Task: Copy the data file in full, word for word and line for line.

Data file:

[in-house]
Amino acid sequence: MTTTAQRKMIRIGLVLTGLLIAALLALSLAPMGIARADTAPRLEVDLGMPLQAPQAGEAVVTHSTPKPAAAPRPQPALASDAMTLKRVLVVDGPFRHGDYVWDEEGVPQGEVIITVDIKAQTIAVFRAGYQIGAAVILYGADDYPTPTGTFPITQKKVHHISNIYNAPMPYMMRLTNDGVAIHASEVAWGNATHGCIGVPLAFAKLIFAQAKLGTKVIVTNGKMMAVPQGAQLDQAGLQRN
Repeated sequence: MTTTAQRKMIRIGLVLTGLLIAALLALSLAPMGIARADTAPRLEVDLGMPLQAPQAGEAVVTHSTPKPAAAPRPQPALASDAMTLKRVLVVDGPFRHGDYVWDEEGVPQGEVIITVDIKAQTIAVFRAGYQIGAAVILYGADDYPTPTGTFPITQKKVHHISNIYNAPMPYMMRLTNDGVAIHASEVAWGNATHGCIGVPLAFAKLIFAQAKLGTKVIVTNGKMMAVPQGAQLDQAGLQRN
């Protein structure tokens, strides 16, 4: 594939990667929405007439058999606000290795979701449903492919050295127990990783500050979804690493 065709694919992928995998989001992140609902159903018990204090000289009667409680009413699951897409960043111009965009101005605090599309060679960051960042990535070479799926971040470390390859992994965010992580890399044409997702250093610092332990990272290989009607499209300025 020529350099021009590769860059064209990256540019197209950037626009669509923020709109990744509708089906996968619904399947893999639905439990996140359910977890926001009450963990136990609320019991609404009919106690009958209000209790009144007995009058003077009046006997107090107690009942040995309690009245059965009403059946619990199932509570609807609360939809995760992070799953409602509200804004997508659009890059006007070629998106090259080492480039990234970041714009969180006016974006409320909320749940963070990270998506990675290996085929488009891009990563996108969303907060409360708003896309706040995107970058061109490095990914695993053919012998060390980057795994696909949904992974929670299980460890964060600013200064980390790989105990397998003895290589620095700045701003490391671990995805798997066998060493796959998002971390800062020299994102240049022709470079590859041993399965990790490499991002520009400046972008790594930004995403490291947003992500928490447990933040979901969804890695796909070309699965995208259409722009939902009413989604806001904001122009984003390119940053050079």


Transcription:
[in-house]
Amino acid sequence: MTTTAQRKMIRIGLVLTGLLIAALLALSLAPMGIARADTAPRLEVDLGMPLQAPQAGEAVVTHSTPKPAAAPRPQPALASDAMTLKRVLVVDGPFRHGDYVWDEEGVPQGEVIITVDIKAQTIAVFRAGYQIGAAVILYGADDYPTPTGTFPITQKKVHHISNIYNAPMPYMMRLTNDGVAIHASEVAWGNATHGCIGVPLAFAKLIFAQAKLGTKVIVTNGKMMAVPQGAQLDQAGLQRN
Repeated sequence: MTTTAQRKMIRIGLVLTGLLIAALLALSLAPMGIARADTAPRLEVDLGMPLQAPQAGEAVVTHSTPKPAAAPRPQPALASDAMTLKRVLVVDGPFRHGDYVWDEEGVPQGEVIITVDIKAQTIAVFRAGYQIGAAVILYGADDYPTPTGTFPITQKKVHHISNIYNAPMPYMMRLTNDGVAIHASEVAWGNATHGCIGVPLAFAKLIFAQAKLGTKVIVTNGKMMAVPQGAQLDQAGLQRN
């Protein structure tokens, strides 16, 4: 594939990667929405007439058999606000290795979701449903492919050295127990990783500050979804690493 065709694919992928995998989001992140609902159903018990204090000289009667409680009413699951897409960043111009965009101005605090599309060679960051960042990535070479799926971040470390390859992994965010992580890399044409997702250093610092332990990272290989009607499209300025 020529350099021009590769860059064209990256540019197209950037626009669509923020709109990744509708089906996968619904399947893999639905439990996140359910977890926001009450963990136990609320019991609404009919106690009958209000209790009144007995009058003077009046006997107090107690009942040995309690009245059965009403059946619990199932509570609807609360939809995760992070799953409602509200804004997508659009890059006007070629998106090259080492480039990234970041714009969180006016974006409320909320749940963070990270998506990675290996085929488009891009990563996108969303907060409360708003896309706040995107970058061109490095990914695993053919012998060390980057795994696909949904992974929670299980460890964060600013200064980390790989105990397998003895290589620095700045701003490391671990995805798997066998060493796959998002971390800062020299994102240049022709470079590859041993399965990790490499991002520009400046972008790594930004995403490291947003992500928490447990933040979901969804890695796909070309699965995208259409722009939902009413989604806001904001122009984003390119940053050079």